For the team at Shanahan Architects, ensuring the design was right for Kiwi lifestyles was a major focus. “We worked to achieve a design that’s broad enough to be a good starter home,” says Allan. “In terms of the planning for Modul, we have done everything we would do when designing a home in the traditional way, with an open-plan layout and indoor-outdoor flow. When doing site layouts, we’re always looking at sun orientation. It’s really the manufacturing and technical side that means we can deliver quality homes at a better price than if we built them here.”

An Auckland-based company, Shanahan Architects has been designing houses in New Zealand for nearly three decades. Allan started the business from his bedroom before moving into an office in Ponsonby. He has been friends with Modul Director Tony Houston since primary school, and they have worked closely together over the years.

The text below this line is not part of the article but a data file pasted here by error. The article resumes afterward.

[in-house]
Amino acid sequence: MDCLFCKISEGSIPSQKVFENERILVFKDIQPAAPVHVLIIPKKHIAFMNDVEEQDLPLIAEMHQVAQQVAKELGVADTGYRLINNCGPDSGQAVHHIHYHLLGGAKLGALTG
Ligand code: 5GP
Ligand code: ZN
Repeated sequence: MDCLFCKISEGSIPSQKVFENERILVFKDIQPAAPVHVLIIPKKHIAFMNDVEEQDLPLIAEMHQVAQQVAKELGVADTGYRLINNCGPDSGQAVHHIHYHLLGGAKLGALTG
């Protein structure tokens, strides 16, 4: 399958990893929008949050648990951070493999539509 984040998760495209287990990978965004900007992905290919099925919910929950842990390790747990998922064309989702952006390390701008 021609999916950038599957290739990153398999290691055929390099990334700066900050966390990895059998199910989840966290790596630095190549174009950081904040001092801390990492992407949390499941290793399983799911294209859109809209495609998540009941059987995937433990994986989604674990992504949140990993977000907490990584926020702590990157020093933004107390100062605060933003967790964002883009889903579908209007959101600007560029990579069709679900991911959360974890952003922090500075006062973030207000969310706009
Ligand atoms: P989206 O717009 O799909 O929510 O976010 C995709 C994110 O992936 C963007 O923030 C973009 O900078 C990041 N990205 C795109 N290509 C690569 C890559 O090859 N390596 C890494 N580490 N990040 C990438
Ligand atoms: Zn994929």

“We had our own building company, Shanahan & Houston for a decade, followed by Style Life Homes.” says Allan. “Later, Tony and his wife Robyn had a company that built houses on Auckland’s North Shore, as well as the first house in north-west Auckland’s Hobsonville Point development. Over the years, I was responsible for the design of all the houses their company built there – some 400 homes.”

Modernist influenced architecture

“We’ve developed Modul as a modern steel house with a flat roof and lots of glass – the homes have floor-to-ceiling windows,” says Allan.